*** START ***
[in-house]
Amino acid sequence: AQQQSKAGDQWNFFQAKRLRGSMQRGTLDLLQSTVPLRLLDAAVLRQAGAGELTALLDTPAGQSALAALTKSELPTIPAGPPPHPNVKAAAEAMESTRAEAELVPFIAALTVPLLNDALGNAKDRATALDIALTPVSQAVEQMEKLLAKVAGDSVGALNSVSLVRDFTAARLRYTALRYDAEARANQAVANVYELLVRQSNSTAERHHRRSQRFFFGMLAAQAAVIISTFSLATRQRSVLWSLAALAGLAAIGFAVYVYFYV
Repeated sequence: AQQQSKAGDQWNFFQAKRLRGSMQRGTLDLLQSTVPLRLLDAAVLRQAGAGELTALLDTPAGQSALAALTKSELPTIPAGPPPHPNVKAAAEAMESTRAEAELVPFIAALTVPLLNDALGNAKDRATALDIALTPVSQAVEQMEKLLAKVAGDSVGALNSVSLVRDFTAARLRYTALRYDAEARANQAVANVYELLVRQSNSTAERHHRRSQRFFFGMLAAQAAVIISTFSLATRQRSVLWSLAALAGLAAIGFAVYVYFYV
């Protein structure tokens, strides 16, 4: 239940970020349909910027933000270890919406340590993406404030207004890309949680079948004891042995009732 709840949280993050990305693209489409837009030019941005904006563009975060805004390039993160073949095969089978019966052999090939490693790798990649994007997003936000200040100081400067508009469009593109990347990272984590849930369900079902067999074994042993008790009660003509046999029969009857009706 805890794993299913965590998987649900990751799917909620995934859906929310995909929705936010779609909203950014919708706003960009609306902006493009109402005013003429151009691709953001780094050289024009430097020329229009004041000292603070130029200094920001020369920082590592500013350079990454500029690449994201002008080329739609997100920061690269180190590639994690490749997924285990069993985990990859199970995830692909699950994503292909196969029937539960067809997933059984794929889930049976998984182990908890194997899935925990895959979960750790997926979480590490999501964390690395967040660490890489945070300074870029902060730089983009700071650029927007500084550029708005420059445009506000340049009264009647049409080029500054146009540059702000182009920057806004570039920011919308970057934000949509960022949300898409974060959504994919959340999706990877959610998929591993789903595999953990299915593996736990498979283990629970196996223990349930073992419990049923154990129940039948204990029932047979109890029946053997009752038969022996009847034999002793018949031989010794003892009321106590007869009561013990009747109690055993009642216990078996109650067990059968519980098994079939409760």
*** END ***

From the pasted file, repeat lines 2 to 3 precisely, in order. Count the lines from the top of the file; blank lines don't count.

Amino acid sequence: AQQQSKAGDQWNFFQAKRLRGSMQRGTLDLLQSTVPLRLLDAAVLRQAGAGELTALLDTPAGQSALAALTKSELPTIPAGPPPHPNVKAAAEAMESTRAEAELVPFIAALTVPLLNDALGNAKDRATALDIALTPVSQAVEQMEKLLAKVAGDSVGALNSVSLVRDFTAARLRYTALRYDAEARANQAVANVYELLVRQSNSTAERHHRRSQRFFFGMLAAQAAVIISTFSLATRQRSVLWSLAALAGLAAIGFAVYVYFYV
Repeated sequence: AQQQSKAGDQWNFFQAKRLRGSMQRGTLDLLQSTVPLRLLDAAVLRQAGAGELTALLDTPAGQSALAALTKSELPTIPAGPPPHPNVKAAAEAMESTRAEAELVPFIAALTVPLLNDALGNAKDRATALDIALTPVSQAVEQMEKLLAKVAGDSVGALNSVSLVRDFTAARLRYTALRYDAEARANQAVANVYELLVRQSNSTAERHHRRSQRFFFGMLAAQAAVIISTFSLATRQRSVLWSLAALAGLAAIGFAVYVYFYV